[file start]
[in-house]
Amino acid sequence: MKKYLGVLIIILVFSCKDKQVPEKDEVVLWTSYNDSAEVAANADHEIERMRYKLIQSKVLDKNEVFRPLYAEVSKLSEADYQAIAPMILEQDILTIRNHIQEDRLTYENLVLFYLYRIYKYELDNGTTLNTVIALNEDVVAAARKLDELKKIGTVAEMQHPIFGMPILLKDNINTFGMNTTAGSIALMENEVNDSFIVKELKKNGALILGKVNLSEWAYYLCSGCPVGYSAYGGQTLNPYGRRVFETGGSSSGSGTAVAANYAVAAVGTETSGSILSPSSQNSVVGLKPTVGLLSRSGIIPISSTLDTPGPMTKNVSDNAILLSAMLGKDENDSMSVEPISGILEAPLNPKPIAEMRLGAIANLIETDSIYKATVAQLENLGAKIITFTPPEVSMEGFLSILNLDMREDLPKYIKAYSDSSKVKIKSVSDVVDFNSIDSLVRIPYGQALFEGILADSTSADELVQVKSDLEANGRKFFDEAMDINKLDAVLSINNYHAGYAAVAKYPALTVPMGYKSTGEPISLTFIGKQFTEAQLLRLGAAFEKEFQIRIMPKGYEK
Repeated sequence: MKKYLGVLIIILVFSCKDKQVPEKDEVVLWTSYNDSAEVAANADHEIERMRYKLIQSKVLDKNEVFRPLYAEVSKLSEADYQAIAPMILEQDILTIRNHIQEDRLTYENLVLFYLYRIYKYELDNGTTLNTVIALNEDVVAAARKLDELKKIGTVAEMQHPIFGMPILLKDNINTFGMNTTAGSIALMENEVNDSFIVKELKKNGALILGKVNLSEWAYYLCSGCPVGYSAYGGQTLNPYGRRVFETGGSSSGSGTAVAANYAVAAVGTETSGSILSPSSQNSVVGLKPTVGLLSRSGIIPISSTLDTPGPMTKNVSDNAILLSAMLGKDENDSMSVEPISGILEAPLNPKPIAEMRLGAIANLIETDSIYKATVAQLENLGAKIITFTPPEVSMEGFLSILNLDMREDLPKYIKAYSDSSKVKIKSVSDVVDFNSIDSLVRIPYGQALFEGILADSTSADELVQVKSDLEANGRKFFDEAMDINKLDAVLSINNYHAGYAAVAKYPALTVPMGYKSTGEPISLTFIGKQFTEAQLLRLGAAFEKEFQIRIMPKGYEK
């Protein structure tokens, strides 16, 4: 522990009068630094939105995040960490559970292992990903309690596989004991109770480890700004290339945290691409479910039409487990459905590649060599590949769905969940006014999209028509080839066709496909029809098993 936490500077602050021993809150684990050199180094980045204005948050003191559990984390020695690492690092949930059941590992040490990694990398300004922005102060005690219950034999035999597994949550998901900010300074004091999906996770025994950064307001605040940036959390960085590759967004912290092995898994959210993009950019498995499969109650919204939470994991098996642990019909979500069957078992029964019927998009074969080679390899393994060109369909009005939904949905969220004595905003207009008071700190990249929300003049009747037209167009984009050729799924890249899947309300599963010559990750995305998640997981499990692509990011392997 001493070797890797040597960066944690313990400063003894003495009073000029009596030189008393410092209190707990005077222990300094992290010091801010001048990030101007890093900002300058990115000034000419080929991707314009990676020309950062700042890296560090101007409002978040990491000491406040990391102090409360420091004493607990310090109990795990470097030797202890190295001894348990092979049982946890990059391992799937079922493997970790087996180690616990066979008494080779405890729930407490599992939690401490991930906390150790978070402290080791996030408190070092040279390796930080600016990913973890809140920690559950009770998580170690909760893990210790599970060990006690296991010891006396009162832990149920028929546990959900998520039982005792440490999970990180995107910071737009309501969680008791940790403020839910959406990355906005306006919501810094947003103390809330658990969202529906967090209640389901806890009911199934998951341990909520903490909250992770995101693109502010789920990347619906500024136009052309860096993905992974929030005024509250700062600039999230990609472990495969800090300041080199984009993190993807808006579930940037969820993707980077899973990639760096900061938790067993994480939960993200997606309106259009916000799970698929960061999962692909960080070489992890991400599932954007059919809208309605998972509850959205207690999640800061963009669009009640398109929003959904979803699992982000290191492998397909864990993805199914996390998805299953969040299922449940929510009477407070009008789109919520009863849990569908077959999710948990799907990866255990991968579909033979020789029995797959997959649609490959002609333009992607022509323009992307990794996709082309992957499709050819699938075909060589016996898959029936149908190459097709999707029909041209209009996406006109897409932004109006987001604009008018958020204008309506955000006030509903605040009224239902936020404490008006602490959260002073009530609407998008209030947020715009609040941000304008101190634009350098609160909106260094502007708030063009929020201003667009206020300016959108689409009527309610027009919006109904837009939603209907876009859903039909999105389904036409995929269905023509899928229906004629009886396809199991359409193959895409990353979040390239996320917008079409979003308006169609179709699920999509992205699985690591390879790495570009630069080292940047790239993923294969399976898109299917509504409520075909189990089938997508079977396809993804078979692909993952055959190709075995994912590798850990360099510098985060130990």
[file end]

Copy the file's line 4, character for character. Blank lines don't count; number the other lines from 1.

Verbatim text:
């Protein structure tokens, strides 16, 4: 522990009068630094939105995040960490559970292992990903309690596989004991109770480890700004290339945290691409479910039409487990459905590649060599590949769905969940006014999209028509080839066709496909029809098993 936490500077602050021993809150684990050199180094980045204005948050003191559990984390020695690492690092949930059941590992040490990694990398300004922005102060005690219950034999035999597994949550998901900010300074004091999906996770025994950064307001605040940036959390960085590759967004912290092995898994959210993009950019498995499969109650919204939470994991098996642990019909979500069957078992029964019927998009074969080679390899393994060109369909009005939904949905969220004595905003207009008071700190990249929300003049009747037209167009984009050729799924890249899947309300599963010559990750995305998640997981499990692509990011392997 001493070797890797040597960066944690313990400063003894003495009073000029009596030189008393410092209190707990005077222990300094992290010091801010001048990030101007890093900002300058990115000034000419080929991707314009990676020309950062700042890296560090101007409002978040990491000491406040990391102090409360420091004493607990310090109990795990470097030797202890190295001894348990092979049982946890990059391992799937079922493997970790087996180690616990066979008494080779405890729930407490599992939690401490991930906390150790978070402290080791996030408190070092040279390796930080600016990913973890809140920690559950009770998580170690909760893990210790599970060990006690296991010891006396009162832990149920028929546990959900998520039982005792440490999970990180995107910071737009309501969680008791940790403020839910959406990355906005306006919501810094947003103390809330658990969202529906967090209640389901806890009911199934998951341990909520903490909250992770995101693109502010789920990347619906500024136009052309860096993905992974929030005024509250700062600039999230990609472990495969800090300041080199984009993190993807808006579930940037969820993707980077899973990639760096900061938790067993994480939960993200997606309106259009916000799970698929960061999962692909960080070489992890991400599932954007059919809208309605998972509850959205207690999640800061963009669009009640398109929003959904979803699992982000290191492998397909864990993805199914996390998805299953969040299922449940929510009477407070009008789109919520009863849990569908077959999710948990799907990866255990991968579909033979020789029995797959997959649609490959002609333009992607022509323009992307990794996709082309992957499709050819699938075909060589016996898959029936149908190459097709999707029909041209209009996406006109897409932004109006987001604009008018958020204008309506955000006030509903605040009224239902936020404490008006602490959260002073009530609407998008209030947020715009609040941000304008101190634009350098609160909106260094502007708030063009929020201003667009206020300016959108689409009527309610027009919006109904837009939603209907876009859903039909999105389904036409995929269905023509899928229906004629009886396809199991359409193959895409990353979040390239996320917008079409979003308006169609179709699920999509992205699985690591390879790495570009630069080292940047790239993923294969399976898109299917509504409520075909189990089938997508079977396809993804078979692909993952055959190709075995994912590798850990360099510098985060130990």